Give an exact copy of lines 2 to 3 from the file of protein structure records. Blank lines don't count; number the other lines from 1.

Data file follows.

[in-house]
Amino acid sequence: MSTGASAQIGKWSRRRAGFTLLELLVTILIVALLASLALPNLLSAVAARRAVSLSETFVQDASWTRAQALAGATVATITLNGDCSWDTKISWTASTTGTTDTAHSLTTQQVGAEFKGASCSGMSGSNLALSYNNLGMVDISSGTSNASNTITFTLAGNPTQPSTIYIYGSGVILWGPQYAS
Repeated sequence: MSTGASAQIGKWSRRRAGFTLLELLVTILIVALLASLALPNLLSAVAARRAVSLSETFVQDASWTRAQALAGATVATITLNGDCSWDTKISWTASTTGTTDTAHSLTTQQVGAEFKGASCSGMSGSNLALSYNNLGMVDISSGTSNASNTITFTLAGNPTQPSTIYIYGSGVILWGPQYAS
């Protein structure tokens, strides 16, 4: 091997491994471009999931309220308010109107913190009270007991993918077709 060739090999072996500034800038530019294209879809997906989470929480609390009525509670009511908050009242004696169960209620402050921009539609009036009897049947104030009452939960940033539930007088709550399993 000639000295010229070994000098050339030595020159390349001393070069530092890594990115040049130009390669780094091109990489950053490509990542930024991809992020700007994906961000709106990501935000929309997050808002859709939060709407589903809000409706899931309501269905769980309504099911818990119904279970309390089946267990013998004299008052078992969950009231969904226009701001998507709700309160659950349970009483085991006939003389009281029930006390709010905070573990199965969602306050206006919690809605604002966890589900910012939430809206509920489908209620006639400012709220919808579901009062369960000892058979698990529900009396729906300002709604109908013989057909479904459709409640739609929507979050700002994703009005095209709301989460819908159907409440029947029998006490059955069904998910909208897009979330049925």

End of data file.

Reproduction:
Amino acid sequence: MSTGASAQIGKWSRRRAGFTLLELLVTILIVALLASLALPNLLSAVAARRAVSLSETFVQDASWTRAQALAGATVATITLNGDCSWDTKISWTASTTGTTDTAHSLTTQQVGAEFKGASCSGMSGSNLALSYNNLGMVDISSGTSNASNTITFTLAGNPTQPSTIYIYGSGVILWGPQYAS
Repeated sequence: MSTGASAQIGKWSRRRAGFTLLELLVTILIVALLASLALPNLLSAVAARRAVSLSETFVQDASWTRAQALAGATVATITLNGDCSWDTKISWTASTTGTTDTAHSLTTQQVGAEFKGASCSGMSGSNLALSYNNLGMVDISSGTSNASNTITFTLAGNPTQPSTIYIYGSGVILWGPQYAS